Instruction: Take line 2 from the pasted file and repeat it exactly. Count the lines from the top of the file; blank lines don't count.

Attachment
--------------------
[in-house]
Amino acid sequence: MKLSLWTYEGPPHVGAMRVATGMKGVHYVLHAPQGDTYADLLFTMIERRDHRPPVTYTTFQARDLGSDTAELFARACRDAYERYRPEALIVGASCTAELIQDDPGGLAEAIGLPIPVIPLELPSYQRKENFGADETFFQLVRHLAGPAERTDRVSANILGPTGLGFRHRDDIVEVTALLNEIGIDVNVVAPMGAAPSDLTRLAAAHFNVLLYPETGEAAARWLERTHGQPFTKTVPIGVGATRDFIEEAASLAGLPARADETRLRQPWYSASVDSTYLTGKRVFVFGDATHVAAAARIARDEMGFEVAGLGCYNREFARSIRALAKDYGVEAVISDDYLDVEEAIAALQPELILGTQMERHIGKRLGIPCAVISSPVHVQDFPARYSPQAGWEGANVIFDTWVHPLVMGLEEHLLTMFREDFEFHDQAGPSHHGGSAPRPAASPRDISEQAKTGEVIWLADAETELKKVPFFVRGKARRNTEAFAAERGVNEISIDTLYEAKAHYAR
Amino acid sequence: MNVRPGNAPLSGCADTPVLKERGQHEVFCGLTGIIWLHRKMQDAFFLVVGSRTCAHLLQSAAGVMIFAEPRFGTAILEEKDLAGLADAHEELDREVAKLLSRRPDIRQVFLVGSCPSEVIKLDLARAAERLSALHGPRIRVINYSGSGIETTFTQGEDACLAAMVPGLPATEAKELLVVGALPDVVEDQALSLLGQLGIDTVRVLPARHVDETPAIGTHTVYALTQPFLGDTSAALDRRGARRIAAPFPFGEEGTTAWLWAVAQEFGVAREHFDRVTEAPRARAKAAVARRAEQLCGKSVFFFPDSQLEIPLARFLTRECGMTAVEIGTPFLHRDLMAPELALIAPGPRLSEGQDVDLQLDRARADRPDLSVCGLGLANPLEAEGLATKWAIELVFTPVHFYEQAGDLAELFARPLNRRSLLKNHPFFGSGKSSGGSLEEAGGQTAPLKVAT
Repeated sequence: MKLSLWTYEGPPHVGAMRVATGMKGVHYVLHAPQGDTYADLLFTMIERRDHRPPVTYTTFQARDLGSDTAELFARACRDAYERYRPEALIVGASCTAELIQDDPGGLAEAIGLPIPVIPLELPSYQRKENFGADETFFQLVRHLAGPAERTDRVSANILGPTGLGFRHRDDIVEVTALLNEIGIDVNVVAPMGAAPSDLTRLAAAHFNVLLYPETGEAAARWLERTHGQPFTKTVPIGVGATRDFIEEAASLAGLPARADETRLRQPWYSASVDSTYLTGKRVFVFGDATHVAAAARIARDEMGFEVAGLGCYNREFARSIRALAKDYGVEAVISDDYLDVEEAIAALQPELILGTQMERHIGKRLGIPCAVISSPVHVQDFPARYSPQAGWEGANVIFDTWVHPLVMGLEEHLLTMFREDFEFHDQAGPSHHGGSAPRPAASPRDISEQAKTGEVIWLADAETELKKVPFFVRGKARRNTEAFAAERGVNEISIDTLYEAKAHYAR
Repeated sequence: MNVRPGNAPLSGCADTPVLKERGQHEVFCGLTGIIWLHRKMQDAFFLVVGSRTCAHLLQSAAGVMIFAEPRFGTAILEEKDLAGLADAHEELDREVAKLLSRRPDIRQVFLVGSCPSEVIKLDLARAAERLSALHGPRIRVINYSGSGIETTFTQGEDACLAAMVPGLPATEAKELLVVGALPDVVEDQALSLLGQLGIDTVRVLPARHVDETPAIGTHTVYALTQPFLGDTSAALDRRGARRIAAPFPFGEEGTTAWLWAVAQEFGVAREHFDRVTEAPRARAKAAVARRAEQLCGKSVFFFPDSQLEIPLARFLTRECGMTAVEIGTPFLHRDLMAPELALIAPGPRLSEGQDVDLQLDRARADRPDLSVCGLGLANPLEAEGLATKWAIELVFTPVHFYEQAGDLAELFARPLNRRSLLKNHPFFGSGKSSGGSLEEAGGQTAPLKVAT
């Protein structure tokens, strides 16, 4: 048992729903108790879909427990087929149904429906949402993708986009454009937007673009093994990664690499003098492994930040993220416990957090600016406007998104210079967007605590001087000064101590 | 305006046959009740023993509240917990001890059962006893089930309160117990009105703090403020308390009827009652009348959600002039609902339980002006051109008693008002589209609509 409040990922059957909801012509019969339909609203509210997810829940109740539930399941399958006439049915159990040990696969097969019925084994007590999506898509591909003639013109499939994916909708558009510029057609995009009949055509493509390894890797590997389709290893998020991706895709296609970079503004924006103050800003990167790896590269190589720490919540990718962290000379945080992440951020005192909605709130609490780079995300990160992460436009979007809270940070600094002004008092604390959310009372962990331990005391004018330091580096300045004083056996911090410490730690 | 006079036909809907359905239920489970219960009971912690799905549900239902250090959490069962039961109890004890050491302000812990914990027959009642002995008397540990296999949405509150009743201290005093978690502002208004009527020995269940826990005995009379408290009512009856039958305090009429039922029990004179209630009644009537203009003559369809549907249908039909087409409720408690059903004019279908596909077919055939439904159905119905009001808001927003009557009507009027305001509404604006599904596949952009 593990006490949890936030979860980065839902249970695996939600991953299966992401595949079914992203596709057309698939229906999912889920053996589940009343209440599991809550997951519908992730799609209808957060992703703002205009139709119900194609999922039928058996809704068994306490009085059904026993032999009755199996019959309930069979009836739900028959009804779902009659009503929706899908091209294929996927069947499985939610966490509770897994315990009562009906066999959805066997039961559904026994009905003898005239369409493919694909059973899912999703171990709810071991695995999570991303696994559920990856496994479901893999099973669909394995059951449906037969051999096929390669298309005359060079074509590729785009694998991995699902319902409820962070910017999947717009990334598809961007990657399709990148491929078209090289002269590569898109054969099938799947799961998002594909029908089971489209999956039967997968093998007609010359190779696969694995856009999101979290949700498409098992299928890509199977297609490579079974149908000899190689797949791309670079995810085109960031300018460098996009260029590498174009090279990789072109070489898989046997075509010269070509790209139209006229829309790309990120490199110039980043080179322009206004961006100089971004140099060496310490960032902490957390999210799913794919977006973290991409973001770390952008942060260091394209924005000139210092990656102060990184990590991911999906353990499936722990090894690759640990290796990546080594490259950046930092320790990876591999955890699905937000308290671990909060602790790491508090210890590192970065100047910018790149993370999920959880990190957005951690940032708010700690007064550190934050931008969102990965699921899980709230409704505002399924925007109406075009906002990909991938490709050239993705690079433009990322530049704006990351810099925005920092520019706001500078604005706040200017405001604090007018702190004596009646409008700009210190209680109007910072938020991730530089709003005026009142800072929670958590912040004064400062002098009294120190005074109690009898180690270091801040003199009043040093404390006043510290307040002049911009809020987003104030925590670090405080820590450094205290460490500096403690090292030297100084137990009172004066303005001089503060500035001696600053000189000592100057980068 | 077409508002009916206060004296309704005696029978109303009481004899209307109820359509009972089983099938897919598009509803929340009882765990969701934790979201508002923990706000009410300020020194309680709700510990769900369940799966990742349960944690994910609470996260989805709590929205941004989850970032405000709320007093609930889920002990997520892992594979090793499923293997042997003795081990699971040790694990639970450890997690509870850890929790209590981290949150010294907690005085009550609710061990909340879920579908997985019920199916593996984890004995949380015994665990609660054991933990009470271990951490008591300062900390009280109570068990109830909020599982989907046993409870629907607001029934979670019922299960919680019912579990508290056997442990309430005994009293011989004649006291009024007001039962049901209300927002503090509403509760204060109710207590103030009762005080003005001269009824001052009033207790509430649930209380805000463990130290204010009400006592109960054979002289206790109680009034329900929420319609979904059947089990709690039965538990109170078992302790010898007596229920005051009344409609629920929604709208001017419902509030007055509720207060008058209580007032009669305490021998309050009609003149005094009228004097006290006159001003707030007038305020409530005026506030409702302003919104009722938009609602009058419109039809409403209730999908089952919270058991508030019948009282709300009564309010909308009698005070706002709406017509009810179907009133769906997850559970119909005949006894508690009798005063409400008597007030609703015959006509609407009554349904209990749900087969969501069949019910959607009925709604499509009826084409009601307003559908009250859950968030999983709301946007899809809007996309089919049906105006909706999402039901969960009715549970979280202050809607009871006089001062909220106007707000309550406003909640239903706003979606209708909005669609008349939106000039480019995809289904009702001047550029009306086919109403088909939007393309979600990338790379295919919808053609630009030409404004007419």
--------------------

Amino acid sequence: MKLSLWTYEGPPHVGAMRVATGMKGVHYVLHAPQGDTYADLLFTMIERRDHRPPVTYTTFQARDLGSDTAELFARACRDAYERYRPEALIVGASCTAELIQDDPGGLAEAIGLPIPVIPLELPSYQRKENFGADETFFQLVRHLAGPAERTDRVSANILGPTGLGFRHRDDIVEVTALLNEIGIDVNVVAPMGAAPSDLTRLAAAHFNVLLYPETGEAAARWLERTHGQPFTKTVPIGVGATRDFIEEAASLAGLPARADETRLRQPWYSASVDSTYLTGKRVFVFGDATHVAAAARIARDEMGFEVAGLGCYNREFARSIRALAKDYGVEAVISDDYLDVEEAIAALQPELILGTQMERHIGKRLGIPCAVISSPVHVQDFPARYSPQAGWEGANVIFDTWVHPLVMGLEEHLLTMFREDFEFHDQAGPSHHGGSAPRPAASPRDISEQAKTGEVIWLADAETELKKVPFFVRGKARRNTEAFAAERGVNEISIDTLYEAKAHYAR